Whether you have feathers, fur or flippers — or none of the above — regular exercise is an important part of maintaining a heatlhy lifestyle. That's why zookeepers provide animals with toys and habitats to stimulate them and encourage physical activity. But, like people, some animals require special care, so in these cases, zookeepers design custom fitness routines to keep their critters in the best possible shape. Here are six videos of animal workouts to inspire you to get fit.

Walrus workout

A healthy walrus can weigh more than a ton, but these creatures still have to work out to maintain their flippered physique. Watch as this one does stretches, push-ups and sit-ups with the help of his very own personal trainer.

Otter basketball

Eddie the otter can often be seen dunking a small basketball into a hoop at his pool at the Oregon Zoo. At the age of 16, he's considered geriatric, and he suffers from arthritis in his elbows, so zookeepers designed him an exercise routine that utilizes movement in his front paws. Otters are very dexterous, often using rocks as tools to crack open shells, so Eddie took to basketball quickly. Keeper Jenny DeGroot says Eddie was dunking baskets the same week she taught him the game.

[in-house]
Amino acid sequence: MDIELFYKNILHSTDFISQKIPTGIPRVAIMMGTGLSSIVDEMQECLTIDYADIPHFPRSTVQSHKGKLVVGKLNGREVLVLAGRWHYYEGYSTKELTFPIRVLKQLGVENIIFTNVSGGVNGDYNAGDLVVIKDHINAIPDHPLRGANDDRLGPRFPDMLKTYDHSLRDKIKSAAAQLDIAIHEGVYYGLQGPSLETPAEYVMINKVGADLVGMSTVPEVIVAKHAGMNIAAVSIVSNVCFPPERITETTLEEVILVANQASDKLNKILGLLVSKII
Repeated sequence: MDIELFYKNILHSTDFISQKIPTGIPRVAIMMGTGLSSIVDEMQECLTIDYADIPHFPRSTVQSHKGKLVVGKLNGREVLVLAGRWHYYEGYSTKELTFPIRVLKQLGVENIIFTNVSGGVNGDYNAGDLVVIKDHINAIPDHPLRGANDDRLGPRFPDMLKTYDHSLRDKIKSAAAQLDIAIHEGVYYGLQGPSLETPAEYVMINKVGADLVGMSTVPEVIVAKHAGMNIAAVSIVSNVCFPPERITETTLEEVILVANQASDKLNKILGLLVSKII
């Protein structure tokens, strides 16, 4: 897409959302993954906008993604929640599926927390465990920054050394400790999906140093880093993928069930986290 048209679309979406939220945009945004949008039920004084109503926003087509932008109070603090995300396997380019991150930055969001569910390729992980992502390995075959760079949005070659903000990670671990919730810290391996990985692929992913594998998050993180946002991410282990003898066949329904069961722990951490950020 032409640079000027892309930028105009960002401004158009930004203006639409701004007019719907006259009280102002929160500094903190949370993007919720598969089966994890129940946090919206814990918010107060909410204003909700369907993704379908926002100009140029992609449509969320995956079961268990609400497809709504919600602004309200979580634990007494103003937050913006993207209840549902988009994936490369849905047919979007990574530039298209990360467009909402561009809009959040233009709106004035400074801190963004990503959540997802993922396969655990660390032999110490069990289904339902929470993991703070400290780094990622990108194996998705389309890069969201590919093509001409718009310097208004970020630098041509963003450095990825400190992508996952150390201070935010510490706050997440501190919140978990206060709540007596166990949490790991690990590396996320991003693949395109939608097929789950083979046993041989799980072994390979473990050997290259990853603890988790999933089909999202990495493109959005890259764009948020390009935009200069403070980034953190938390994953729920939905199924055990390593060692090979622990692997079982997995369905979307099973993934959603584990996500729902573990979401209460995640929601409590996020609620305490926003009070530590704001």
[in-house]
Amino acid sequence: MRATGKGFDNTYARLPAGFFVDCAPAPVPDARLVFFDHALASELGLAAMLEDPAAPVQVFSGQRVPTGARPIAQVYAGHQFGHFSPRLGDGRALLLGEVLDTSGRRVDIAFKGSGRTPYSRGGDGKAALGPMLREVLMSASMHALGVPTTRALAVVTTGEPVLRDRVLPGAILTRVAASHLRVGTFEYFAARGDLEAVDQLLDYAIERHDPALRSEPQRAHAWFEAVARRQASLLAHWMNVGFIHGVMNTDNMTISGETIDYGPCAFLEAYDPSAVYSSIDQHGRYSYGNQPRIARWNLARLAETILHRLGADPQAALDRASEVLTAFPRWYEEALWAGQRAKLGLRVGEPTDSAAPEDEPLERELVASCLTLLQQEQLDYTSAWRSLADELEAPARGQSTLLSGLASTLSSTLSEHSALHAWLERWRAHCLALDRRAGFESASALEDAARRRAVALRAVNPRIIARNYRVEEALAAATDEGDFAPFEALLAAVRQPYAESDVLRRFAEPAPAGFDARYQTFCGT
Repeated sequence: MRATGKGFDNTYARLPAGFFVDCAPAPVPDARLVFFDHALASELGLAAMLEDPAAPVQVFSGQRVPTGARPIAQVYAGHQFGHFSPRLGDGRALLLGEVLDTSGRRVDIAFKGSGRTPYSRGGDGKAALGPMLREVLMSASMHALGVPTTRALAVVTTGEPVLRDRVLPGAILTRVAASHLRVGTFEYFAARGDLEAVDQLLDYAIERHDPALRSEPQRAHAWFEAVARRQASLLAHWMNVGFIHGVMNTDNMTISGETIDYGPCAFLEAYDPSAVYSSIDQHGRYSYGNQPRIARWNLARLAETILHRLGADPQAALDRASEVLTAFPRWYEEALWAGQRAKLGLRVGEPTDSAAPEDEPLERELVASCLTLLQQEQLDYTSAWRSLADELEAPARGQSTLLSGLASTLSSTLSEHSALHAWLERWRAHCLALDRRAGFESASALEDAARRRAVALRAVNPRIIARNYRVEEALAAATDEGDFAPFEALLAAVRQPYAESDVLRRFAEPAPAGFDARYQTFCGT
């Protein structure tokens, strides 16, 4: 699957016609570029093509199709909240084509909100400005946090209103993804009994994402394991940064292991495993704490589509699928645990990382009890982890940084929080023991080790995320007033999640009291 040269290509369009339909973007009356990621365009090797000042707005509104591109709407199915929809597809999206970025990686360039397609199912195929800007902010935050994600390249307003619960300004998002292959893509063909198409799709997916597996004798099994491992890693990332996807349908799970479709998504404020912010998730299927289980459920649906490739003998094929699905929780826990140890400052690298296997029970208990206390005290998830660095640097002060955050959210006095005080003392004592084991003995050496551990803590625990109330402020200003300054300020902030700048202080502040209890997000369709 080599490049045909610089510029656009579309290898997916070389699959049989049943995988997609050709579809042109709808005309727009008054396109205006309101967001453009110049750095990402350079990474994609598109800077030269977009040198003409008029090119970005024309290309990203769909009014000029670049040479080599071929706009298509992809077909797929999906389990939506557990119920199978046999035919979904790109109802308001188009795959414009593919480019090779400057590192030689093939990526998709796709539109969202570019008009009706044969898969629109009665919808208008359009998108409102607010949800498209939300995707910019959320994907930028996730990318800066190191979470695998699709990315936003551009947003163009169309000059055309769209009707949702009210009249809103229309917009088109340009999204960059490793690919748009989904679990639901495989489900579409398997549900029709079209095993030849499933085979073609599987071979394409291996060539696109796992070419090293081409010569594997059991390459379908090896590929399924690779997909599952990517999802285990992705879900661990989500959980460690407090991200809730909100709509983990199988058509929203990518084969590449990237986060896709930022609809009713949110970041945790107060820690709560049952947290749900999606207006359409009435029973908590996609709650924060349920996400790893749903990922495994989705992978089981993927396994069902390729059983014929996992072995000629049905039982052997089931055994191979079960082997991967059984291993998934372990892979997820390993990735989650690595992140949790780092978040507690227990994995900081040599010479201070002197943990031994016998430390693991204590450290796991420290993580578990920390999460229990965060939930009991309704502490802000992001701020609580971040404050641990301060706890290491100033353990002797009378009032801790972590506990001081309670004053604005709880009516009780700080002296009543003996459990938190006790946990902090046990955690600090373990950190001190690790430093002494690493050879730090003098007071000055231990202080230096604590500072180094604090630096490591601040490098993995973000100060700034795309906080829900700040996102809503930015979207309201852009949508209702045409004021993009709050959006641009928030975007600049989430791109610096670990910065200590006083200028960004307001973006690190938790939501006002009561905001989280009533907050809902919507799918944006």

Cheetah dash

A cheetah's impressive speed — the cat can go from 0-60 mph in 3.4 seconds — is its survival technique. The felines can reach top speeds of 60 to 70 mph, but they can run that fast for only 20 to 30 seconds — any longer and the animal puts itself at serious risk of death. However, the average healthy cheetah chase in the wild is only 200 to 300 meters, so zookeepers at the Houston Zoo replicate this by giving their cheetahs the chance to chase "prey" at the Sam Houston Race Park.

Sugar glider weight loss

Pepper the sugar glider was donated to the Philadelphia Zoo in 2008, but the tiny critter — who weighed in at 240 grams — was 130 grams overweight due to poor nutrition, so zookeepers designed him a special diet and exercise routine.

Orangutan fitness

Sprout, a Bornean orangutan, was born at the Dudley Zoological Gardens in England in 2010. Orangutans spend most of their lives moving through the trees in search of fruit, so it's important for them to stay healthy and limber. Watch as a 21-month-old Sprout mimics this natural behavior as he climbs, swings and plays in his zoo enclosure.

Big cat rugby

Rugby can be a rough game full of tackles and hard hits — but just wait till you see a group of lions play it.

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